Do I
have to do anything to make my trust “work”?

that the trust instrument will govern only those assets which you actually
place in your trust. 
The process of putting property into your trust is
called funding.  If you have a trust but fail to fund it fully
by placing all of your assets in it, whatever assets remain outside the trust
upon your death or incapacity may be subject to probate and/or conservatorship
proceedings.  Funding is simply a matter
of changing title to your real estate, your bank accounts, and whatever else
you own into the name of your trustee. 
Usually, your attorney will prepare the deeds for your real estate and
can help with transferring the rest of your assets, but you can handle a good
part of the funding yourself and save yourself some legal fees.

If I
have a revocable living trust, do I still need a will?

YES.  First, what
if you fail to have all of your assets transferred into your trust before your
death?  This could happen for a variety
of reasons, some of which are beyond your control.  Unless you have a so-called “pourover will” (one
that says “please put everything into my trust”), your non-trust assets will
pass according to whatever law is in effect for people who do not have
wills.  Dying without a will is called
dying intestate.  The laws that govern how an intestate estate
is passed on to the decedent’s survivors are called intestate succession statutes. 
The intestate succession statutes that cover your estate may actually
frustrate your overall estate plan by requiring that assets pass in ways that
you would not want them to pass.  Also,
remember that each State in the Union has its
own intestate succession statute, so if you have assets in more that one State,
different rules may apply to different assets. 
So why not go for the certainty of having a safety net to catch your
non-trust assets and pour them into your trust?

Another reason to have a will even if you have a trust
is that your will is where you typically name guardians for minor children (or
incapacitated adult children or an incapacitated spouse).  If you fail to name a guardian, the Court
will pick somebody, and that somebody may not be your first choice.  Your will also names your personal representative (also known as
an executor), who is the person who
will deal with claims by or against your estate and with the IRS.  There may be no need for a guardian or a
personal representative to be named after you are gone, but nobody will know that
until after you are gone; and then it will be too late to do anything about
it.  Again, why not go for the certainty
of stating your choice rather than leaving these important matters to chance?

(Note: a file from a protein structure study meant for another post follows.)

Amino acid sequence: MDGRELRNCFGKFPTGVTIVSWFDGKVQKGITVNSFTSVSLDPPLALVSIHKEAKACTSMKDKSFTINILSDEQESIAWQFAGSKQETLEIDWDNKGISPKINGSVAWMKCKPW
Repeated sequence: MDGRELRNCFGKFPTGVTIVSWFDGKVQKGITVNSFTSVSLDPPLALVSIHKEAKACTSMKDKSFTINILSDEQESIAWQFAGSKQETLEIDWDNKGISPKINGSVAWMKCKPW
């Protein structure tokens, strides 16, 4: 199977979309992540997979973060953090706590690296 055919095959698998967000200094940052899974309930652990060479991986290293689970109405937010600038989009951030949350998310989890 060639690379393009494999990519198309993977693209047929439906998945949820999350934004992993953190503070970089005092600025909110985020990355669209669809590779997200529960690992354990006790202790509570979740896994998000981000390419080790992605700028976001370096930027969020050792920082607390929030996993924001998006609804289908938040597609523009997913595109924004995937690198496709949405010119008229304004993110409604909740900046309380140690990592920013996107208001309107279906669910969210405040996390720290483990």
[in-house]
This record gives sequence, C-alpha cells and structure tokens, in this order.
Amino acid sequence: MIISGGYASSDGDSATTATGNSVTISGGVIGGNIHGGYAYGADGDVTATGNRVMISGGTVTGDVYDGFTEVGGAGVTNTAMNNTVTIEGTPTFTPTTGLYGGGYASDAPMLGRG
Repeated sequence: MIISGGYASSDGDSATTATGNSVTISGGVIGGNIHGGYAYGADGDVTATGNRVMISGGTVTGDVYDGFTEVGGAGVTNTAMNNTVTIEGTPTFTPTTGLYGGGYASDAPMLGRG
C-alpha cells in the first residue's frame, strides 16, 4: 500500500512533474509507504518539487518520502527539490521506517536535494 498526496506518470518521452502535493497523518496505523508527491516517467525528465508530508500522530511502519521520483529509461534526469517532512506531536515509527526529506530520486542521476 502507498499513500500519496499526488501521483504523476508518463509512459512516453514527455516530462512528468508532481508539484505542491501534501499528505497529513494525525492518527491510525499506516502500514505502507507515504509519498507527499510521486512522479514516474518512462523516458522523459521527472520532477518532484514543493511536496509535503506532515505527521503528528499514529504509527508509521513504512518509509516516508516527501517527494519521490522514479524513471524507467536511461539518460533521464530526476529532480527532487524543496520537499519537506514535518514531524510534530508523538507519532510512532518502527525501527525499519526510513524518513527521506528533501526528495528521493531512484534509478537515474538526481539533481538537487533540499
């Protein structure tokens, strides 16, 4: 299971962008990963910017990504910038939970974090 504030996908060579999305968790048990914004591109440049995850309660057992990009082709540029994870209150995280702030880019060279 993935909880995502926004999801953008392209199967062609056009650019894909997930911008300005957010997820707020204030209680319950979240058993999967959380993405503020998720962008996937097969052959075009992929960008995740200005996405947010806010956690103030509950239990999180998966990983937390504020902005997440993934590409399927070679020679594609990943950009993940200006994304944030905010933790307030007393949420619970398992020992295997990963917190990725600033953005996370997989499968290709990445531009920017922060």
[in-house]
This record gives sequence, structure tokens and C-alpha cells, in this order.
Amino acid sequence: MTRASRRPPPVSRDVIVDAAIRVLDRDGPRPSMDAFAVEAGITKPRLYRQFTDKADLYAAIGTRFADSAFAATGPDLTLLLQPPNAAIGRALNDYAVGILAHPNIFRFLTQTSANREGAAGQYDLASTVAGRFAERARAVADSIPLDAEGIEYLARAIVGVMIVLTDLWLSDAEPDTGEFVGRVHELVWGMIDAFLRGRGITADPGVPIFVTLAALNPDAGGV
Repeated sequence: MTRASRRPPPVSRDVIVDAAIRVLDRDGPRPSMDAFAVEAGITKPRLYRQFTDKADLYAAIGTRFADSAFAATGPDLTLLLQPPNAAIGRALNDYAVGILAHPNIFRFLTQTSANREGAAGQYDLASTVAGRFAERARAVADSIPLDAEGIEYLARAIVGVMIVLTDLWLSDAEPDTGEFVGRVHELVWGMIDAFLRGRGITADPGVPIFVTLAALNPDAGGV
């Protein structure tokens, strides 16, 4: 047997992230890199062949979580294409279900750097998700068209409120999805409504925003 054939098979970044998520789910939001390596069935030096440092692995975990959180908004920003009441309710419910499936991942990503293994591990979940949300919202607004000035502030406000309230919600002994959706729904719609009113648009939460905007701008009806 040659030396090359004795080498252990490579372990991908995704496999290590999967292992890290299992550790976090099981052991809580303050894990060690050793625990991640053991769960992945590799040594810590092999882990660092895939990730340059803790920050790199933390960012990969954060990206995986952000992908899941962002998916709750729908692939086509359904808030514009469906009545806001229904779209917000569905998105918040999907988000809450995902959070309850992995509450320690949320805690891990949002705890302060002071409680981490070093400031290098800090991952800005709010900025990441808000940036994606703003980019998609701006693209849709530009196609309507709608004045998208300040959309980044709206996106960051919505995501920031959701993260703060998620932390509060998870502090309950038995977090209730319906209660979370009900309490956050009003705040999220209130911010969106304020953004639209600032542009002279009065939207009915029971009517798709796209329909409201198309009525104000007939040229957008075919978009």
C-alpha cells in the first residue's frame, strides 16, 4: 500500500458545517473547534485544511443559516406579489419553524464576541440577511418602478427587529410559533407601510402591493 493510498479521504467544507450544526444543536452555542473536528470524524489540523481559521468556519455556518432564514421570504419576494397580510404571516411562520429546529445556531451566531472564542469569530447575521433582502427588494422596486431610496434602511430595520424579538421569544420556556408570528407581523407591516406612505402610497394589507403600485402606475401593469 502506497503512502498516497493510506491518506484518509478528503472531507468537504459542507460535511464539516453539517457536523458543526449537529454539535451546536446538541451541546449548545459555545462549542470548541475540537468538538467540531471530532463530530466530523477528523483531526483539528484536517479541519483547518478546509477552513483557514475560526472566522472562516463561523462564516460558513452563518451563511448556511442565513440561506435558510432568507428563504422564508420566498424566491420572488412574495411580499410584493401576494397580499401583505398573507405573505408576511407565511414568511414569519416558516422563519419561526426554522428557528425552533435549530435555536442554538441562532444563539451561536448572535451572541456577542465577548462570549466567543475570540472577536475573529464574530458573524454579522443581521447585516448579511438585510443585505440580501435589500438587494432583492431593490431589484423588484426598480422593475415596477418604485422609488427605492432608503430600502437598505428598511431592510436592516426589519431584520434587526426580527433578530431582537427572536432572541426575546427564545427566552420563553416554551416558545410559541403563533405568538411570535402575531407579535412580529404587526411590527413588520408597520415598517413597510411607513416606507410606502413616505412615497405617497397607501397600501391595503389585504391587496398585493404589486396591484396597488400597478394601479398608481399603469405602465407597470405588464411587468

Will a revocable living trust help to avoid taxes? 

In and of themselves, trusts do not avoid estate taxes, but they help to carry out good
estate tax planning.
  As far as
income taxes go, revocable living trusts are “tax neutral.”  During your lifetime, your trust will not
need to file its own income tax returns. 
The taxpayer identification number for your trust is your Social
Security Number, and you simply report all trust income on your individual
Federal and State income tax returns. 

How does the repeal of the estate tax affect my estate

What a mess Congress has created!  We are now in a year where there is no
federal estate tax – but hold the cheers. 
Congress has substituted another method of taxation that will collect
more taxes from many of our clients and families than the estate tax.  Additionally, as has been reported in the local
and national press,[1] these
changes will, for some, greatly alter the planned for and anticipated
distributions among family members and heirs.

A brief review of the law will help explain why this
is so significant.  The 2001 tax act,
signed into law by President George W. Bush, gradually reduced the maximum rate
of the federal estate tax (and the equally onerous generation-skipping transfer
tax on transfers to grandchildren) from 55% to 45%.  It also gradually increased the amount of
property that you could pass free of federal estate tax from $675,000 per
person in 2001 to $3.5 million per person in 2009.  That means that with basic estate planning, a
married couple could pass up to $7 million free of federal estate tax, if they
both died in 2009.

Then, in 2010
, the 2001 tax act repeals the estate tax.  But like a horror film character who just
won’t die, under the existing law the estate tax returns again on January 1,
2011 – only at a much lower $1 million exemption and a higher maximum 55% tax
rate!  This strange “now it’s gone, no it
isn’t” effect is the result of a rule in Congress that attempts to limit budget

Paying for
Estate Tax Repeal.
  To pay for this one-year vacation from the
estate tax, Congress replaced the estate tax with an increased income tax.  Before 2010, any assets that pass to someone